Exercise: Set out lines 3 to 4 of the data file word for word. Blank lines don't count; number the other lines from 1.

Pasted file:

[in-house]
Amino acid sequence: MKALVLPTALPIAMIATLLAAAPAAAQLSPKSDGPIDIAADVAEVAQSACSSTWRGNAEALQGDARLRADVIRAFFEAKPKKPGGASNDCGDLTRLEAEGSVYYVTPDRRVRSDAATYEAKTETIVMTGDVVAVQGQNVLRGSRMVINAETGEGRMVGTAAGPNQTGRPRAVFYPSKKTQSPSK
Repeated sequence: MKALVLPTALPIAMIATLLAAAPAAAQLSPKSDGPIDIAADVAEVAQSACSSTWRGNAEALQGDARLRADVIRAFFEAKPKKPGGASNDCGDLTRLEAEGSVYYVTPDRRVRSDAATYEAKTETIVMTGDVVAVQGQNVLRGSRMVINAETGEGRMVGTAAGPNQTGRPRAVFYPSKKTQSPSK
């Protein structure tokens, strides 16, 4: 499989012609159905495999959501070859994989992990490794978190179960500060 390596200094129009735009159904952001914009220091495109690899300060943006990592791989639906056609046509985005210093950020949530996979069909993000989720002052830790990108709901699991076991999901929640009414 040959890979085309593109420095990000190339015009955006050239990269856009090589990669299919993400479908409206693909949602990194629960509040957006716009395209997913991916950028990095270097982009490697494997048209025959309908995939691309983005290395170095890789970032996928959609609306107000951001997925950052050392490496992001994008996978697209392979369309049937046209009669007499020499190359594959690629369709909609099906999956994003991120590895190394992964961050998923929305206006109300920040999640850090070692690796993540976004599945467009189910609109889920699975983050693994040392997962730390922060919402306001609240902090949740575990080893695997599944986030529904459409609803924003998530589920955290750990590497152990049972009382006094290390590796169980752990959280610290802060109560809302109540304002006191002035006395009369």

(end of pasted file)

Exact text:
Repeated sequence: MKALVLPTALPIAMIATLLAAAPAAAQLSPKSDGPIDIAADVAEVAQSACSSTWRGNAEALQGDARLRADVIRAFFEAKPKKPGGASNDCGDLTRLEAEGSVYYVTPDRRVRSDAATYEAKTETIVMTGDVVAVQGQNVLRGSRMVINAETGEGRMVGTAAGPNQTGRPRAVFYPSKKTQSPSK
């Protein structure tokens, strides 16, 4: 499989012609159905495999959501070859994989992990490794978190179960500060 390596200094129009735009159904952001914009220091495109690899300060943006990592791989639906056609046509985005210093950020949530996979069909993000989720002052830790990108709901699991076991999901929640009414 040959890979085309593109420095990000190339015009955006050239990269856009090589990669299919993400479908409206693909949602990194629960509040957006716009395209997913991916950028990095270097982009490697494997048209025959309908995939691309983005290395170095890789970032996928959609609306107000951001997925950052050392490496992001994008996978697209392979369309049937046209009669007499020499190359594959690629369709909609099906999956994003991120590895190394992964961050998923929305206006109300920040999640850090070692690796993540976004599945467009189910609109889920699975983050693994040392997962730390922060919402306001609240902090949740575990080893695997599944986030529904459409609803924003998530589920955290750990590497152990049972009382006094290390590796169980752990959280610290802060109560809302109540304002006191002035006395009369």